This holiday weekend, as we celebrate our U.S. Independence Day, let’s take a moment to appreciate the miracle that came about so that we could truly be free, and feel gratitude for these men who were willing to work and compromise and eventually to ratify our U.S. Constitution.

For more information on this subject, I encourage you to read the article The Divinely Inspired Constitution by Dallin H Oaks

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Marriage & familyAfter participating in the colloquium on marriage and family at the Vatican in Rome, Italy, for three days, and hearing many religious leaders from around the world, it was apparent to L. Tom Perry that good marriages and strong families are still important in our society, and highly desirable to most people.

When it comes to love of spouse and hopes, worries and dreams for children, we are all the same.

As many of you know I was married in July of last year.

cake cutting

 

I was single for 4 years, and there were a lot of things that I needed to learn in that time.  The first I needed to learn was that I didn’t need a man to be okay with myself.  I needed to recognize that I am strong and independent on my own. I didn’t need a man in order to care for my children, or to financially support me.  Physically, I needed to know that I could do whatever needed to be done, by myself, so that I would not have to rely on a bad relationship, thinking I needed someone, anyone, in order to survive.

When I married Scott, it was because of something else that I learned. Men and women don’t need each other to survive emotionally or physically, but they are happier and better off in a committed relationship that is formed by marriage. It is like completing the building of a house. Four walls and a roof may make the house, but the beauty inside takes just a little bit more. A strong marriage and happy family create a more complete life.

Marriage is still the ideal and the hope among the majority of every age group.”  L. Tom Perry

Greater happiness is found, when working together for a greater cause. When you wake up each morning, and go to bed each night with the concerns of the happiness of someone special, beyond yourself, life becomes more meaningful.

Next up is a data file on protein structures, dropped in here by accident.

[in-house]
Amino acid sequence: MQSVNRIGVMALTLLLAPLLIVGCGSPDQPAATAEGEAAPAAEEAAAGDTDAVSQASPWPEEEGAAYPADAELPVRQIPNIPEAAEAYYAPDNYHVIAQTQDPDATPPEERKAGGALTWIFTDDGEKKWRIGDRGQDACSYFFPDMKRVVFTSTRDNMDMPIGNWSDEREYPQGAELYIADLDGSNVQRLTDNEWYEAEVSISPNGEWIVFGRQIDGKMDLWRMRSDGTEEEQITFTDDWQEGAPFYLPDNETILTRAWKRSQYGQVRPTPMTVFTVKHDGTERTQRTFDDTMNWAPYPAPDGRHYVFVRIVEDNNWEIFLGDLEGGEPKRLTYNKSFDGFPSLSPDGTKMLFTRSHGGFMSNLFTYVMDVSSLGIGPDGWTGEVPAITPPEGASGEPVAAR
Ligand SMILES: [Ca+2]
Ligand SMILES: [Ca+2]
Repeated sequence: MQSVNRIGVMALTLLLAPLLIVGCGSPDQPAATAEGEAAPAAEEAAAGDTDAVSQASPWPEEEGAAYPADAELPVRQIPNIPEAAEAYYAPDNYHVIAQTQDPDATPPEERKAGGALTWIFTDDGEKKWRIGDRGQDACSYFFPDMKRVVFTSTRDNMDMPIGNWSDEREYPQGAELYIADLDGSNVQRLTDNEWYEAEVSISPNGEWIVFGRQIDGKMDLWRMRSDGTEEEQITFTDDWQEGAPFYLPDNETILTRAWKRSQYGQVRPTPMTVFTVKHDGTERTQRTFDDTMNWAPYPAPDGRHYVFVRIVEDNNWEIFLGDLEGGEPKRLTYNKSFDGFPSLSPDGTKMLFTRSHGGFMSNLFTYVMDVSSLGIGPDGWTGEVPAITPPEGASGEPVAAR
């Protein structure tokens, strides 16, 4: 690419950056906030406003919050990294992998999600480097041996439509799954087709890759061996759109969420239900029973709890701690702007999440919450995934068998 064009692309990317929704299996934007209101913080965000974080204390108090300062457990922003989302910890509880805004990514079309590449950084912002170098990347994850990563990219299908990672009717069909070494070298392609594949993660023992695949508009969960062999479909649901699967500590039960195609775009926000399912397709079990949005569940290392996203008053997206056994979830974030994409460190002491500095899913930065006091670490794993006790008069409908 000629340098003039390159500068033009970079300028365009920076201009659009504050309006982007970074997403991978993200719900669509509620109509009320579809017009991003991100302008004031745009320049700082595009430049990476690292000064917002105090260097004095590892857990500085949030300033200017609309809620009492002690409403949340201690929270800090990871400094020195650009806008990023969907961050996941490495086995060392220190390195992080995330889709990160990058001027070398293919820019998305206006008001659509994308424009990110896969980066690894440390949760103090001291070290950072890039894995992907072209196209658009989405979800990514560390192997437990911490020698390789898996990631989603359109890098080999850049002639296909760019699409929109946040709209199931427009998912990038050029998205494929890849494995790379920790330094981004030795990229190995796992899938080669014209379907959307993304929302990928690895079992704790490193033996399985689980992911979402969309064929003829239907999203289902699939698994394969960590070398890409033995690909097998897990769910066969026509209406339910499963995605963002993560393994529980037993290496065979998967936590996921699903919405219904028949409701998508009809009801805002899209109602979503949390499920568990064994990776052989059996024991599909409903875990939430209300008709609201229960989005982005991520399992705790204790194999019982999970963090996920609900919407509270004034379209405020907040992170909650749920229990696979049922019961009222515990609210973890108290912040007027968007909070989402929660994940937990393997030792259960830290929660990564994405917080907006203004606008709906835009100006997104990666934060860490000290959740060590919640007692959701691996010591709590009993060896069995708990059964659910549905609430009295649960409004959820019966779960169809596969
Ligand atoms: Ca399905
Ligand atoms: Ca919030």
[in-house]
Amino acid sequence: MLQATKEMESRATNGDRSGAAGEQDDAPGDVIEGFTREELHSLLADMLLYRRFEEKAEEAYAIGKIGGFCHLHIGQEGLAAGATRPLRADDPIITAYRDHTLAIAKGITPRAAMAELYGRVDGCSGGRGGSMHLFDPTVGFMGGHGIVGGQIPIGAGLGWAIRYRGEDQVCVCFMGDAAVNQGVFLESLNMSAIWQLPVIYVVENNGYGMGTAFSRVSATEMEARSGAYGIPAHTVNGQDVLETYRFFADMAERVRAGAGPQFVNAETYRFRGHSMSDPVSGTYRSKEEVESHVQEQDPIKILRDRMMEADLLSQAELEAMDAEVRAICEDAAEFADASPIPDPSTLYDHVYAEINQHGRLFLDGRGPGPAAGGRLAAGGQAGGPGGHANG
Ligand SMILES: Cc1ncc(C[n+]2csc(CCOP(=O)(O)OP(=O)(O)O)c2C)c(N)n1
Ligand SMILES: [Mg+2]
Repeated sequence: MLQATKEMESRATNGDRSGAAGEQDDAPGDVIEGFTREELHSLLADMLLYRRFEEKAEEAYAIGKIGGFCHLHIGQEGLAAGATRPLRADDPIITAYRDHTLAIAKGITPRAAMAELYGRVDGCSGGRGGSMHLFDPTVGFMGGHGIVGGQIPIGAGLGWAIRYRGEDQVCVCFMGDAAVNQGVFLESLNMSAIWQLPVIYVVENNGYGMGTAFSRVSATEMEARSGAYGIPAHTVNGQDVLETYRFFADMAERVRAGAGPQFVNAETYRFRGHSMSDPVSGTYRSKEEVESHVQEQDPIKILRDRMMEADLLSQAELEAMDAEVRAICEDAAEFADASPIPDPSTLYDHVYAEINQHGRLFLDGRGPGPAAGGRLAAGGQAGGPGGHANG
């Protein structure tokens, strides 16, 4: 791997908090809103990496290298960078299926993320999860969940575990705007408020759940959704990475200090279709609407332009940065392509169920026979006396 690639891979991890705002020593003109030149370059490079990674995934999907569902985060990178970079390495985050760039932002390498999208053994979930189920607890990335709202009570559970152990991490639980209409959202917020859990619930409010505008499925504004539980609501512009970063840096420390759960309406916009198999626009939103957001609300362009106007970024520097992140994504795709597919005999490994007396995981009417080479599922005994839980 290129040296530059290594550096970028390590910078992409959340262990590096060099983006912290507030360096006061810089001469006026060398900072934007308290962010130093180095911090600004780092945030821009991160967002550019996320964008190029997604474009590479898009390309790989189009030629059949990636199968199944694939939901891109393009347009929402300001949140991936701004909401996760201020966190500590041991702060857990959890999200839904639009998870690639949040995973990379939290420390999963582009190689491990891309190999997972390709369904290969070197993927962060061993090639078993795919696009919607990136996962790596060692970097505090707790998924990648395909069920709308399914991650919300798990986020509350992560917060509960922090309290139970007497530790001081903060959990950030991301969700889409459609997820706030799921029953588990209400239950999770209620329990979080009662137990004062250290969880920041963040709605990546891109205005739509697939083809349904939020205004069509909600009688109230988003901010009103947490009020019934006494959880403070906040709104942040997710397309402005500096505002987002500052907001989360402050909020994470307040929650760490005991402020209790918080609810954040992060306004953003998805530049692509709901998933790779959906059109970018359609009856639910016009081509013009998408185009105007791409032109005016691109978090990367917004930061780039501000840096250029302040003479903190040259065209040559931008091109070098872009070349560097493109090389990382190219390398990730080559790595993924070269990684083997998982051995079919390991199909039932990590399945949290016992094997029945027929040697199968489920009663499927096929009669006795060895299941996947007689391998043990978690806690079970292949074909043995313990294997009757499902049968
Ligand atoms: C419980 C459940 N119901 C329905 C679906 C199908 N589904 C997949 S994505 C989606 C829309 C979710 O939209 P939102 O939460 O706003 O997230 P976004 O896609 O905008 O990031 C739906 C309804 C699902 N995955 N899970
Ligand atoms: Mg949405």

New York Times columnist David Brooks said

People are not better off when they are given maximum personal freedom to do what they want. They’re better off when they are enshrouded in commitments that transcend personal choice – commitments to family, God, craft and country.”

I have always believed that the skills gained from compromise and cooperation that are required in marriage are skills that create greater growth in the individual, and set greater examples for children as they learn to deal with the world at large.  Of course, this requires a marriage between two people who care enough and are willing to work hard enough through their differences and to set good examples especially in front of the kids.  It really can be a lot of work to create this type of relationship, but this work is creating the best part of life.  To grow old with someone who loves you more than anyone, and will stay by your side, after the children have gone, after careers are put to bed, even after our physical bodies can’t keep up with the life they were used to, is the greatest gift I believe anyone could ask for in this life.  — Laura

Read more about the colloquium in this talk, by L. Tom Perry

My friends at “The Dating Divas” have some fun ideas to keep your marriage strong. Go check them out.

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It’s Friday. That means we want to share with you a story of strength and courage.  This story came from Whitney Clayton as shared in this talk.